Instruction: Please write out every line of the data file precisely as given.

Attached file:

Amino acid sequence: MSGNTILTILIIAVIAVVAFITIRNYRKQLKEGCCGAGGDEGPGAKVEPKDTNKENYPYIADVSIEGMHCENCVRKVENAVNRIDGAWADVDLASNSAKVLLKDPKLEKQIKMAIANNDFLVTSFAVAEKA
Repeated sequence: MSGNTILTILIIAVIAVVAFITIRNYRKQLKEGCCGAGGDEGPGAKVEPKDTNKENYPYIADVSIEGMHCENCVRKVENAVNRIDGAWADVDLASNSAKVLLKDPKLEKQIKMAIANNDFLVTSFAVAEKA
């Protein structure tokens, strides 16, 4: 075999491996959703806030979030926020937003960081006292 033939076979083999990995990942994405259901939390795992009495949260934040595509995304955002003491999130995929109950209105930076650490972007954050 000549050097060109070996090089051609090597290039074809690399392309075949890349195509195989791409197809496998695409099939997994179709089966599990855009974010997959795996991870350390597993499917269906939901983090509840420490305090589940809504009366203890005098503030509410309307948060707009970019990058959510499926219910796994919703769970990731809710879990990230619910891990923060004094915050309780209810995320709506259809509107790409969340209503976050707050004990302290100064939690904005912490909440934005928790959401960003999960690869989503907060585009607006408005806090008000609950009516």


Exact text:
Amino acid sequence: MSGNTILTILIIAVIAVVAFITIRNYRKQLKEGCCGAGGDEGPGAKVEPKDTNKENYPYIADVSIEGMHCENCVRKVENAVNRIDGAWADVDLASNSAKVLLKDPKLEKQIKMAIANNDFLVTSFAVAEKA
Repeated sequence: MSGNTILTILIIAVIAVVAFITIRNYRKQLKEGCCGAGGDEGPGAKVEPKDTNKENYPYIADVSIEGMHCENCVRKVENAVNRIDGAWADVDLASNSAKVLLKDPKLEKQIKMAIANNDFLVTSFAVAEKA
């Protein structure tokens, strides 16, 4: 075999491996959703806030979030926020937003960081006292 033939076979083999990995990942994405259901939390795992009495949260934040595509995304955002003491999130995929109950209105930076650490972007954050 000549050097060109070996090089051609090597290039074809690399392309075949890349195509195989791409197809496998695409099939997994179709089966599990855009974010997959795996991870350390597993499917269906939901983090509840420490305090589940809504009366203890005098503030509410309307948060707009970019990058959510499926219910796994919703769970990731809710879990990230619910891990923060004094915050309780209810995320709506259809509107790409969340209503976050707050004990302290100064939690904005912490909440934005928790959401960003999960690869989503907060585009607006408005806090008000609950009516």